Author Topic: St. Robert Bellarmine On the Fallibility of Council Decrees  (Read 311 times)

Offline Counter Revolutionary

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St. Robert Bellarmine On the Fallibility of Council Decrees
« on: November 20, 2018, 03:01:34 PM »
Robert Siscoe included a very pertinent quote from St. Robert Bellarmine's On the Authority of the Councils in a recent article for the Remnant:

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The great majority of the acts of [ecumenical] councils do not pertain to the faith.  For neither the disputations that precede the decrees, nor the reasons that are adduced, nor the things that are introduced to explain and illustrate them, but only the bare decrees themselves are de fide—and not all decrees, but only those that are proposed as de fide. (…) It is easy to tell from the words of the Council when a decree is proposed as de fide; for they are always accustomed to say that they are explaining the Catholic faith, or that those who think the contrary are to be considered heretics, or—what is most common—they pronounce an anathema against those who think the contrary, and exclude them from the Church.  But when they say none of these things it is not certain that the matter is de fide.

https://remnantnewspaper.com/web/index.php/articles/item/4214-the-infallibility-of-the-ordinary-and-extraordinary-magisterium#_ftn11

« Last Edit: November 20, 2018, 07:24:23 PM by Counter Revolutionary »
“Invincible ignorance is a punishment for sin.” - St. Thomas Aquinas (De Infid. q. x., art. 1.)
 

Offline Counter Revolutionary

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Re: St. Robert Bellarmine On the Fallibility of Council Decrees
« Reply #1 on: November 20, 2018, 03:03:37 PM »
Here are some examples of doctrines taught in three different Ecumenical Councils where the wording used makes it clear that the doctrines are being proposed as being de fide:

Council of Trent, Session VII, Canon XIII:
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If any one saith, that the received and approved rites of the Catholic Church, accustomed to be used in the solemn administration of the sacraments, may be despised or omitted by ministers without sin and at their pleasure, or may be changed by any pastor of the churches, whomsoever, to other new ones; let him be anathema.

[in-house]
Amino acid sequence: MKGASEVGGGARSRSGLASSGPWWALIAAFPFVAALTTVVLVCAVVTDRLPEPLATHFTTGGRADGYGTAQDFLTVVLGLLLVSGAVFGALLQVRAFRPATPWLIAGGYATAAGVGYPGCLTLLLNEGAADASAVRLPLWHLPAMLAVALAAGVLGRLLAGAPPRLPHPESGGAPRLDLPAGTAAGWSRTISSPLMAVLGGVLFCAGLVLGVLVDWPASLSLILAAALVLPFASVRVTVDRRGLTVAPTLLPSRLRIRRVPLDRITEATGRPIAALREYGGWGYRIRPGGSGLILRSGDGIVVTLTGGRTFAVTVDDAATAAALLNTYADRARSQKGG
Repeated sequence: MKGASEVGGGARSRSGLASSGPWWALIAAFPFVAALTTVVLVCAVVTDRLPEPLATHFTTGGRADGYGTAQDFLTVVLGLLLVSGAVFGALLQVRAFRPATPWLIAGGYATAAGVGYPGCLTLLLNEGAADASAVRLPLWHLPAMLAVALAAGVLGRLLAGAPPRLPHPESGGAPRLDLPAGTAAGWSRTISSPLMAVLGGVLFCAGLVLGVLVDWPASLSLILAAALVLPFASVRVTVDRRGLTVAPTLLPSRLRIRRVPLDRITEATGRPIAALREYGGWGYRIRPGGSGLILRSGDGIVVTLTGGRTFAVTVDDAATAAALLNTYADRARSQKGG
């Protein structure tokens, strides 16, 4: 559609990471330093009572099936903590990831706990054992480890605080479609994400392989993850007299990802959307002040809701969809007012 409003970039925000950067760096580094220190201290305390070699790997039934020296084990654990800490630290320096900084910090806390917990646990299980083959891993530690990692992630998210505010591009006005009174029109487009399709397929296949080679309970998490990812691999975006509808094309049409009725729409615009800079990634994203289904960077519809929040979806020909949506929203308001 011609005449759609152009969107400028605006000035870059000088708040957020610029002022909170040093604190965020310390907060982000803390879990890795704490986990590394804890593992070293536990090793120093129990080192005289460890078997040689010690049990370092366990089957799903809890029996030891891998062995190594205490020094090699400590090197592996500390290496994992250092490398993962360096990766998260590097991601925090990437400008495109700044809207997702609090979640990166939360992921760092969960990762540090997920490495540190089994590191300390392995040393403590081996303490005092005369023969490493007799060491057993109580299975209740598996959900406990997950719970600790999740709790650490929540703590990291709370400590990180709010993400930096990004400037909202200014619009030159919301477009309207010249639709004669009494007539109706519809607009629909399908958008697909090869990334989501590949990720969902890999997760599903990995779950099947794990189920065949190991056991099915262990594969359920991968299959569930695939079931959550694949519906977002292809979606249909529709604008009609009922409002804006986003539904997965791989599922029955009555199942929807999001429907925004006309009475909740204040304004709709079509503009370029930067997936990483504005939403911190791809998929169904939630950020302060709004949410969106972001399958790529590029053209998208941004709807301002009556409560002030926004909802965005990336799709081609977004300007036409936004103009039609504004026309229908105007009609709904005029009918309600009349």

Council of Florence, Session XI:
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The most Holy Roman Church firmly believes, professes and preaches that none of those existing outside the Catholic Church, not only pagans, but also Jews and heretics and schismatics, can have a share in life eternal; but that they will go into the eternal fire which was prepared for the devil and his angels, unless before death they are joined with Her; and that so important is the unity of this ecclesiastical body that only those remaining within this unity can profit by the sacraments of the Church unto salvation, and they alone can receive an eternal recompense for their fasts, their almsgivings, their other works of Christian piety and the duties of a Christian soldier. No one, let his almsgiving be as great as it may, no one, even if he pour out his blood for the Name of Christ, can be saved, unless he remain within the bosom and the unity of the Catholic Church.

Vatican I, Session III:
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If anyone says that it is possible that at some time, given the advancement of knowledge, a sense may be assigned to the dogmas propounded by the church which is different from that which the church has understood and understands: let him be anathema.
« Last Edit: November 20, 2018, 03:17:54 PM by Counter Revolutionary »
“Invincible ignorance is a punishment for sin.” - St. Thomas Aquinas (De Infid. q. x., art. 1.)